Tuesday, May 20, 2008

Cigarettes: Cancer Sticks or Instant Cool

At this year’s Tisch graduation writer/director Amy Heckerling (Clueless, Fast Times at Ridgemont High) was invited to say a few words to the class of 2008. She cautioned the next generation of struggling screenwriters about smoking and the portrayal of smoking in their films, among other things. I didn’t attend the graduation, but from what I hear she touched on how quick many of us writers are to put a cigarette in a character’s mouth because it gives them something to do or it just provides instant cool. The tobacco execs aren’t complaining, and upon thinking back to some of my writing they’d probably give me a big pat on the back. The kind of pat fitting of a large, well fed Carolinian.

I recently finished the first draft of my action/horror western. I’ve got one character who might as well be the Marlboro Cowboy, except cooler and deadlier. After thinking about what Ms. Heckerling was saying I wanted to see if I could trim down on the smoking. I mean, we’re intelligent writers. We can make our characters do other things right? But after reading over the script I didn’t touch a single cigarette/cigar. For draft two I might have him aggressively smother a cigar under his boot, but that’s as far as I go for now. I don’t smoke, nobody in my family smokes, and I hate being around cigarettes, but I can’t seem to cut those pesky cancer sticks.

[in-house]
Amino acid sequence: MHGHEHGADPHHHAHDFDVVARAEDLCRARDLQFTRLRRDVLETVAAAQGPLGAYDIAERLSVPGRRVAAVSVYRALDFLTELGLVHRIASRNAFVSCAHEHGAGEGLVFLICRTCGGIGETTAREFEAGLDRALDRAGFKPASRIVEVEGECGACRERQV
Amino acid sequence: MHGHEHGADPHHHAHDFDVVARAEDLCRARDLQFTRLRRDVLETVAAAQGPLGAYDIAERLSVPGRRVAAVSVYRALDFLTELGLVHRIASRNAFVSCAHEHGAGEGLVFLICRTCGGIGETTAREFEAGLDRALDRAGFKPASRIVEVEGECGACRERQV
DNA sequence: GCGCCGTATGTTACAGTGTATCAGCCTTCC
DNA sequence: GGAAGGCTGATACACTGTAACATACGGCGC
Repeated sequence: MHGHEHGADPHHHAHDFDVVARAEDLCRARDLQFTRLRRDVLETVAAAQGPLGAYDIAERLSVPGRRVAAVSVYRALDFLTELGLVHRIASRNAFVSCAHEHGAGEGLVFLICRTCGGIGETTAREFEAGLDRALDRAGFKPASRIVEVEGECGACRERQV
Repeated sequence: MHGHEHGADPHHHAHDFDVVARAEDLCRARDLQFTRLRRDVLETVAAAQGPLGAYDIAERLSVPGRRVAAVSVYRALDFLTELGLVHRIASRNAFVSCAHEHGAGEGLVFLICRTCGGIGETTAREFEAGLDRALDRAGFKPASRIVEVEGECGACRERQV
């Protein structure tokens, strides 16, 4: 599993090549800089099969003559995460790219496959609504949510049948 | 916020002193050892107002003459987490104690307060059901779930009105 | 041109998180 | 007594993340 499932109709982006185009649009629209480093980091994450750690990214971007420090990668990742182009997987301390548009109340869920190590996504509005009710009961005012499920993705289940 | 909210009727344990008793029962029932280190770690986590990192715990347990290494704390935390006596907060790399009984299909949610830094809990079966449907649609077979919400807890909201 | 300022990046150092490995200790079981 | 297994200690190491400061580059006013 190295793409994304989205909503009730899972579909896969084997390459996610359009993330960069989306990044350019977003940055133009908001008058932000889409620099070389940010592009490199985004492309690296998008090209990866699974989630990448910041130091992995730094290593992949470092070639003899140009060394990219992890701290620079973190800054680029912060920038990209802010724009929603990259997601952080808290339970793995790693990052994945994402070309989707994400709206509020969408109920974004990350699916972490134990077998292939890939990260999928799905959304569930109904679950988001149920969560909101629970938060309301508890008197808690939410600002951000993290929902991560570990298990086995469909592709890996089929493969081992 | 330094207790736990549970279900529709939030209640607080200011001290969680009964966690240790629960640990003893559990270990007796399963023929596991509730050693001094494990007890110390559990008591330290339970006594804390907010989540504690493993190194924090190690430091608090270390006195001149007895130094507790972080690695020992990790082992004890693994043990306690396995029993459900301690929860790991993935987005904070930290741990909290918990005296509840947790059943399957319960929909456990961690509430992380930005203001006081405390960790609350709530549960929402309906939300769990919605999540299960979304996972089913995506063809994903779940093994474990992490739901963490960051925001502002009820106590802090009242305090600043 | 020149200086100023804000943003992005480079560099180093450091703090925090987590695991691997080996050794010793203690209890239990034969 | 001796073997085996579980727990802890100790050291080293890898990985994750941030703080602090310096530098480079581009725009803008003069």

Let’s face it, cigarettes are kind of cool up until the lung cancer part. Google Clint Eastwood and you don’t have to look past the first page for the rogue gunman image with the poncho and the small cigar that lives in the corner of his mouth. Let’s go for a different kind of cool (googling as I write) and check out Humphrey Bogart. Man, he sure looks cool. And what do you know, he’s smoking in the first three pictures. Let’s try Frank Sinatra. Ha! Sure enough, ol’ blue eyes is lighting up. So it’s settled, the tobacco companies own cool, and probably google.

Back to our characters and smoking. Sometimes you can’t avoid it. Sometimes you have a character that just smokes. I don’t feel so bad because my script is set in the wild west, and as the film industry has shown me, everyone smoked in the wild west. Actual writing aside, what can we as writers do to provide new cool habits? I always thought the guy twirling the pen in Top Gun was pretty cool. Was that Slider or Hollywood? Anyway, any of you guys ever struggled with this sort of thing?

1 comment:

Zombie said...

There's just something badass about lighting up - it's simple, and that's probably why there are so many problems with showing smoking on television and in movies nowadays. People see that, and they want to look *that* cool.

True story: I started smoking Phillies Blunts in 9th grade because I loved Groucho Marx so much. So yes! Kids emulate what they see on TV.

I've been watching through all of the Twilight Zone episodes on DVD recently, and I'm sure those sets had to be filled with smoke by the end of the day. There's rarely a character in an episode that doesn't have a cigarette between their fingers, and then you've got Rod Serling chainsmoking 24/7...